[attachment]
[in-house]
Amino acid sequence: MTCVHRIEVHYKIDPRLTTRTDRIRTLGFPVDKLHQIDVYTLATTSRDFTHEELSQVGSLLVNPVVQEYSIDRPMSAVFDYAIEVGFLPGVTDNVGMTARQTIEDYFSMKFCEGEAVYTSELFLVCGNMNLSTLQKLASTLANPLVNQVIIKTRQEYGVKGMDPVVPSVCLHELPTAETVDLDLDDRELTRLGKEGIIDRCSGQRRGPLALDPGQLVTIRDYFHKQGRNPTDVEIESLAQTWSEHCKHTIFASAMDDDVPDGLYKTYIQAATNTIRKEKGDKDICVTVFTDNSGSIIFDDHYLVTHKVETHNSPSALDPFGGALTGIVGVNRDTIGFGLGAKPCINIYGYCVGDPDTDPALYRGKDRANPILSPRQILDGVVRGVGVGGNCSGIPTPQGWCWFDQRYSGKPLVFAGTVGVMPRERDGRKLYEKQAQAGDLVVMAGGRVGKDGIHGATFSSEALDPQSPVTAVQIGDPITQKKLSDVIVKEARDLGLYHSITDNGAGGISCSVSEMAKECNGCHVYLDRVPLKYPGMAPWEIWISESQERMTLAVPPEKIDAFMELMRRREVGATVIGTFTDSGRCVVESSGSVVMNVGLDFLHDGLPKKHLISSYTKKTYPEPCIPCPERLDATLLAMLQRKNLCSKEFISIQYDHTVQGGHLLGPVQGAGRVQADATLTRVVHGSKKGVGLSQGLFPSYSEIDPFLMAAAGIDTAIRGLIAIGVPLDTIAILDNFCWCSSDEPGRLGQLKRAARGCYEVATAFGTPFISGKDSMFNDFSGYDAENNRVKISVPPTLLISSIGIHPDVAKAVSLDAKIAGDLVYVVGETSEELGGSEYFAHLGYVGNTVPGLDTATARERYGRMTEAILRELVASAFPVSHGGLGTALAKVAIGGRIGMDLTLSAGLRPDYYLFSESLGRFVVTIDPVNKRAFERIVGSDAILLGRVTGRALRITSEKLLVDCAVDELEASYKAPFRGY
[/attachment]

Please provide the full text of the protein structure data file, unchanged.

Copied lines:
[in-house]
Amino acid sequence: MTCVHRIEVHYKIDPRLTTRTDRIRTLGFPVDKLHQIDVYTLATTSRDFTHEELSQVGSLLVNPVVQEYSIDRPMSAVFDYAIEVGFLPGVTDNVGMTARQTIEDYFSMKFCEGEAVYTSELFLVCGNMNLSTLQKLASTLANPLVNQVIIKTRQEYGVKGMDPVVPSVCLHELPTAETVDLDLDDRELTRLGKEGIIDRCSGQRRGPLALDPGQLVTIRDYFHKQGRNPTDVEIESLAQTWSEHCKHTIFASAMDDDVPDGLYKTYIQAATNTIRKEKGDKDICVTVFTDNSGSIIFDDHYLVTHKVETHNSPSALDPFGGALTGIVGVNRDTIGFGLGAKPCINIYGYCVGDPDTDPALYRGKDRANPILSPRQILDGVVRGVGVGGNCSGIPTPQGWCWFDQRYSGKPLVFAGTVGVMPRERDGRKLYEKQAQAGDLVVMAGGRVGKDGIHGATFSSEALDPQSPVTAVQIGDPITQKKLSDVIVKEARDLGLYHSITDNGAGGISCSVSEMAKECNGCHVYLDRVPLKYPGMAPWEIWISESQERMTLAVPPEKIDAFMELMRRREVGATVIGTFTDSGRCVVESSGSVVMNVGLDFLHDGLPKKHLISSYTKKTYPEPCIPCPERLDATLLAMLQRKNLCSKEFISIQYDHTVQGGHLLGPVQGAGRVQADATLTRVVHGSKKGVGLSQGLFPSYSEIDPFLMAAAGIDTAIRGLIAIGVPLDTIAILDNFCWCSSDEPGRLGQLKRAARGCYEVATAFGTPFISGKDSMFNDFSGYDAENNRVKISVPPTLLISSIGIHPDVAKAVSLDAKIAGDLVYVVGETSEELGGSEYFAHLGYVGNTVPGLDTATARERYGRMTEAILRELVASAFPVSHGGLGTALAKVAIGGRIGMDLTLSAGLRPDYYLFSESLGRFVVTIDPVNKRAFERIVGSDAILLGRVTGRALRITSEKLLVDCAVDELEASYKAPFRGY